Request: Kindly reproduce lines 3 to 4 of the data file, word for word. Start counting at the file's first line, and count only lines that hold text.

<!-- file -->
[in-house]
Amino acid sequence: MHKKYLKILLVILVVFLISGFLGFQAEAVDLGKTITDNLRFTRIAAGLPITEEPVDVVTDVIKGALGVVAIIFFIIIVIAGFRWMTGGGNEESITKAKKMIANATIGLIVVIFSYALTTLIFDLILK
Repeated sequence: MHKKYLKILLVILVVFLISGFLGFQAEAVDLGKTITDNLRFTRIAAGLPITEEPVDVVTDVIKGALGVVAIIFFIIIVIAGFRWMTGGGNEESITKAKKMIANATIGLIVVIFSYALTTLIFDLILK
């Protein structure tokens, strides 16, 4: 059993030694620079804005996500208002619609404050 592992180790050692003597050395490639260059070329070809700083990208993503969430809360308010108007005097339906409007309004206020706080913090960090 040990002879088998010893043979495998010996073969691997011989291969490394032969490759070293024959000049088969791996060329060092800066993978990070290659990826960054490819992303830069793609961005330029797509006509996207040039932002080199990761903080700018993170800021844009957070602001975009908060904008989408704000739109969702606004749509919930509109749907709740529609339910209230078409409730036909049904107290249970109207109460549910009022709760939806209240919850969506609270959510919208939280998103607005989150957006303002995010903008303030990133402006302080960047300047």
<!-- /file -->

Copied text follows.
Repeated sequence: MHKKYLKILLVILVVFLISGFLGFQAEAVDLGKTITDNLRFTRIAAGLPITEEPVDVVTDVIKGALGVVAIIFFIIIVIAGFRWMTGGGNEESITKAKKMIANATIGLIVVIFSYALTTLIFDLILK
């Protein structure tokens, strides 16, 4: 059993030694620079804005996500208002619609404050 592992180790050692003597050395490639260059070329070809700083990208993503969430809360308010108007005097339906409007309004206020706080913090960090 040990002879088998010893043979495998010996073969691997011989291969490394032969490759070293024959000049088969791996060329060092800066993978990070290659990826960054490819992303830069793609961005330029797509006509996207040039932002080199990761903080700018993170800021844009957070602001975009908060904008989408704000739109969702606004749509919930509109749907709740529609339910209230078409409730036909049904107290249970109207109460549910009022709760939806209240919850969506609270959510919208939280998103607005989150957006303002995010903008303030990133402006302080960047300047």